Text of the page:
There’s a reason why West Point has such an enriched baseball tradition, and why success is sustained year after year.
That reason — Bruce Schlecht.
Schlecht has 41 years of coaching under his belt, including 26 years as West Point’s American Legion baseball coach.
Schlecht has been the face of West Point baseball, and has created an incredible foundation for his Legion teams.
That foundation has been built upon discipline and fundamentals. Schlecht hammers both of those attributes into his players. Bruce is a fierce competitor who is constantly coaching up his players.
“I’m probably not the easiest guy to play for, but I just want to make them better. I just want to make them a better player, and I want to make them a better person too,” Schlecht said.
“For years, I have always told my players they represent the name on the front of their jersey. They represent West Point.”
Schlecht’s standards are awfully high. He is a hard-nose coach who demands greatness and seeks to produce every ounce of potential out of his players.
And while Bruce is fiery on the ball field, he truly does care deeply about his players. He wants the best for them, both on and off the field. Bruce produces winners on the field, and transforms players into men off the field.
“He doesn’t just want to make us better ball players, but he wants to make us players better people and better men,” current West Point Post 70 player Bryant Rief said. “All in all, he wants you to be the best you can be in baseball and life.”
Being his grandson, Rief has a unique insight into what it’s like playing for Schlecht.
Ever since picking up a baseball at a young age, Rief has seen the strict side of Schlecht, who makes darn sure you’re doing the right thing.
He’s also seen the laid back side of Bruce, a guy you can laugh with and have a good time.
But most of all, he sees a guy who has treated all of his players like his own kid or grandkid.
“He will do anything for you if it’s necessary,” Rief said.
That willingness to go the extra mile is so impactful, and produces such a lasting effect on players’ lives.
For former West Point Post 70 player Shawn Emanuel, Bruce’s impact on his life has been immense.
“He’s obviously very passionate about baseball. He enjoys teaching the game. He is hard on his players when he has to be, but he was one of the most fun coaches I’ve played for,” Emanuel said. “It was very easy to respect him.”
Emanuel is now a head baseball coach himself, and Bruce played a huge role in that.
Emanuel coaches for Platte Valley in the spring and Ashland in the summer. But it was his time as an assistant coach for West Point that directed Shawn into a coaching career.
“After my Legion career was over, he called me up and asked if I wanted to help coach the Juniors and Seniors,” Emanuel said. “He gave me my first opportunity to coach, and I really appreciated that.
“I’ve learned so much from him. He baptized me by fire. He trusted me with some of the coaching responsibilities, and that really sparked my interest in coaching. He helped me out as much as he could, and he still does today.”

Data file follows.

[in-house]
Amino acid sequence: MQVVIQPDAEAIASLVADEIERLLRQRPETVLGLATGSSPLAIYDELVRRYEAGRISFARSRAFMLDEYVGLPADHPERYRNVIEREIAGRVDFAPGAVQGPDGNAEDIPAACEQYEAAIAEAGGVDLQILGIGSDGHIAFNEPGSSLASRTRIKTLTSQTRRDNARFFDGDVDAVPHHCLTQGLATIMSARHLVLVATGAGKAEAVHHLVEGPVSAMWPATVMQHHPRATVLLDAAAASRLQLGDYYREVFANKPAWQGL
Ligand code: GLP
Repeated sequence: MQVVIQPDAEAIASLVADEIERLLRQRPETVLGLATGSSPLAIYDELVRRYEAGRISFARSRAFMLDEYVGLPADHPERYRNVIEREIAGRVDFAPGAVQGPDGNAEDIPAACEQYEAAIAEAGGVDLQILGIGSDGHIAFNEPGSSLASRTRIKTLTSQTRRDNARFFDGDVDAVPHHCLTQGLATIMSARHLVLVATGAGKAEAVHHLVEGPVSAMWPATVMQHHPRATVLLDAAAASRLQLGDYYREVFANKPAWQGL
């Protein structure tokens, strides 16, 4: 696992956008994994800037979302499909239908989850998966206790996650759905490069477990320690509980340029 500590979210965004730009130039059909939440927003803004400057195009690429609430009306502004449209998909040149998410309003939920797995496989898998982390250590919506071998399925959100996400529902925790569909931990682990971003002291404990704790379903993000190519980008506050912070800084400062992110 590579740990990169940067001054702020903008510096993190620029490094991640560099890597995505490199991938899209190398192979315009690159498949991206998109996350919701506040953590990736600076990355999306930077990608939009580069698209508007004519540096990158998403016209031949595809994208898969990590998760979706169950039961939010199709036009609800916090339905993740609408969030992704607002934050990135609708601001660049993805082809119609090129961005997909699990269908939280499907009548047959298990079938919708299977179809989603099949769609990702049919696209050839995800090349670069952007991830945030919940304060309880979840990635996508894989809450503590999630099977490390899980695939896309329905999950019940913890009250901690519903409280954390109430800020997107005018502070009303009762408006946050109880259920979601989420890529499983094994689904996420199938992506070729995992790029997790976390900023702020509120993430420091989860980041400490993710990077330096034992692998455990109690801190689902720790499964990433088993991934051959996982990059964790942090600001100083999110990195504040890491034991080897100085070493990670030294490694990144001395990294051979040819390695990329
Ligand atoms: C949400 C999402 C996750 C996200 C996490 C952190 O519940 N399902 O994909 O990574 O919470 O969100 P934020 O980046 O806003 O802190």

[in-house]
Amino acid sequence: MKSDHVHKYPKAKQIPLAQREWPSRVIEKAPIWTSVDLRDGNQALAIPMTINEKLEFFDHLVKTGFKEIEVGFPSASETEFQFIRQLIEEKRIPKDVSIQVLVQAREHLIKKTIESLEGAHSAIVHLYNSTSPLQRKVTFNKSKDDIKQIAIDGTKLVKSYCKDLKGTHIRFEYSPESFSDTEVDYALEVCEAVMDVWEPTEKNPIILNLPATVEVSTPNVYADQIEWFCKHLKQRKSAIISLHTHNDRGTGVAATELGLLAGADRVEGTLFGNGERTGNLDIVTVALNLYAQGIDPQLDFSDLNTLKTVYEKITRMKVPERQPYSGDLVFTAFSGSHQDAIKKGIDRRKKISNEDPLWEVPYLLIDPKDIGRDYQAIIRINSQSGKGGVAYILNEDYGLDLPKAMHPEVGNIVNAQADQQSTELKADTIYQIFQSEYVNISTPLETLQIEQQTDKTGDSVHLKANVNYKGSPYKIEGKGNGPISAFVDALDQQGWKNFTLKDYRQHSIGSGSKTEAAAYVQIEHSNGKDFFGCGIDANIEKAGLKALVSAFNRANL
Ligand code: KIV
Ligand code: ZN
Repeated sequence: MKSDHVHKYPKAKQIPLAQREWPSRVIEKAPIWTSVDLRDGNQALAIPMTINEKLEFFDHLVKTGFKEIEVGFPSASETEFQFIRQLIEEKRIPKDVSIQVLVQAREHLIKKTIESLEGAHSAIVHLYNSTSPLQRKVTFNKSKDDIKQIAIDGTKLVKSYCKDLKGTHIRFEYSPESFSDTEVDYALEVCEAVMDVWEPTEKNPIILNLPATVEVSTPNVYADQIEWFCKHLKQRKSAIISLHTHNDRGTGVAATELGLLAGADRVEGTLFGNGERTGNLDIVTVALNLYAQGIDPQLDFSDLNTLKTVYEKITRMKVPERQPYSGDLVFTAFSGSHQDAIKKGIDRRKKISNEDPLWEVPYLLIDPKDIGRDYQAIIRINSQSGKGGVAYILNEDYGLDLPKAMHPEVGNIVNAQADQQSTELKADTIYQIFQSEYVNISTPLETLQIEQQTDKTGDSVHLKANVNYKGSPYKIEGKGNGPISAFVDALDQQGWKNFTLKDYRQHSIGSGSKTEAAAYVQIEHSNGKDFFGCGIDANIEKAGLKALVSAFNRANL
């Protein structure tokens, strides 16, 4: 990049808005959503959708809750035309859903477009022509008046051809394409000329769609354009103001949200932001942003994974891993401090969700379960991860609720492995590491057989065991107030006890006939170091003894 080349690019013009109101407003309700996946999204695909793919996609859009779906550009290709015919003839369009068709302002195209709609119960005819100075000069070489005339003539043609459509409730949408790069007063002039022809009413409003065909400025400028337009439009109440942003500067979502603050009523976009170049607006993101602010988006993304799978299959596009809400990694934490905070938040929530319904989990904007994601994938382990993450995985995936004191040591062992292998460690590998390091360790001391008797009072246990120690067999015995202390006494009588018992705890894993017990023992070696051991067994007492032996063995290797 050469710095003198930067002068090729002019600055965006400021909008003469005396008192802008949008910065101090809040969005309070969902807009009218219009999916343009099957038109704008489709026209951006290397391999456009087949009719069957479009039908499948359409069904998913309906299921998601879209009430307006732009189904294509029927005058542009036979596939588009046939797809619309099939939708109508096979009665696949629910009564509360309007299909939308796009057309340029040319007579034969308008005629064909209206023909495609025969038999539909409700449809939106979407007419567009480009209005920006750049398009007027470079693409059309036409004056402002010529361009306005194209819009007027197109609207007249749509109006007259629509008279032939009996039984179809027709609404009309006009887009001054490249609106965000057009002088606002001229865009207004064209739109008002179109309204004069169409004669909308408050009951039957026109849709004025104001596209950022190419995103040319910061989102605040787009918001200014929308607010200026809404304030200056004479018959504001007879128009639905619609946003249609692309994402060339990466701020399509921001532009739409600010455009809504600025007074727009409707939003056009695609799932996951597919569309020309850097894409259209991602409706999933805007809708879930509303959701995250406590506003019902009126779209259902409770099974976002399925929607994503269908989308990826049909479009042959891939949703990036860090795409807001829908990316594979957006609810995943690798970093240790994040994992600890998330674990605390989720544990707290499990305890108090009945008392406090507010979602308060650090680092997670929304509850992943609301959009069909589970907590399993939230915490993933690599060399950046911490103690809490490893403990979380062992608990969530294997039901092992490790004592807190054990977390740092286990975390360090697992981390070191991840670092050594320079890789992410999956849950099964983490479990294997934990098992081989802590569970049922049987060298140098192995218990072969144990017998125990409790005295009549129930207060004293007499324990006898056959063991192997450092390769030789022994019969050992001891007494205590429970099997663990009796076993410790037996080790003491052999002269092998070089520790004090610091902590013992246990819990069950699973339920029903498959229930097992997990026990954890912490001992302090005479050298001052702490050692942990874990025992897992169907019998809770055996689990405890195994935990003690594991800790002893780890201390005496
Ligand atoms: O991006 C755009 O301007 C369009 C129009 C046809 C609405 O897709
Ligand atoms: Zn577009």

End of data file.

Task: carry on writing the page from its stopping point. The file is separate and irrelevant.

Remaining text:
That’s what is so incredible about Schlecht. He never stops mentoring. He never stops caring.
“I have a lot of memorable stories about Bruce, but one that really sticks out is my first game facing him as a head coach. He gave me a call the next day,” Emanuel said.
“Of course, he had to do some bragging that he beat me, but he told me how proud he was of me. He said he was impressed with how I coached the team, and that I’ll get there some day.”
Teaching and mentoring is an aspect of coaching Legion ball that Schlecht absolutely loves. And seeing what he’s instilled into players like Emanuel is something Bruce takes pride in.
“Now that Shawn’s a coach, I see him do so much of what I taught him, and he says so many of the things I always say while coaching,” Schlecht said. “Even when I watch the Bombers play today, you still see your former players doing the right thing. They continue to have great work habits that were instilled into them.”
Success has followed the long-time manager no matter who he’s been coaching. He’s been a Legion and high school coach. He’s coached the Bombers’ town team. And he’s been an assistant for 14 years at Wayne State College.
As a Legion coach, the numbers speak for themselves. Schlecht has won two American Legion state titles. His first came in 1981. He’s also won three runner-up titles.
Bruce has taken West Point to state 18 times in 26 years of Legion coaching. Four times, including this summer, both Juniors and Seniors qualified in the same year.
For Schlecht, there’s nothing more gratifying than seeing his players succeed.
Bruce has coached several teams, and he’s coached a ton of players, including dads of current West Point Post 70 players. No matter where he’s coaching, or who he’s coaching, the bottom line is that Bruce wins — a lot. He is currently sitting at 1,097 career wins as a head coach.
A lot of that comes from the type of kids he’s coached.
“One thing about coaching in West Point is that the kids come from such good families. These kids are so disciplined, and it all starts at home,” Schlecht said.
A lot of that, however, is the work ethic and discipline that Schlecht has instilled in those kids.
Schlecht is a hall-of-fame type coach who eats, sleeps and breathes baseball. Baseball is a better game with Bruce on the field. He coaches with a fiery passion. And that’s contagious.
His passion for the game, and his passion for the players he coaches, continues to drive him.
“Once we get on the field, the competitiveness and desire to win just takes over. That’s what gets me going,” Schlecht said. “No matter who we’re playing, I always feel like we can win every game as long as we compete. You just have to go out, work hard and do your best.”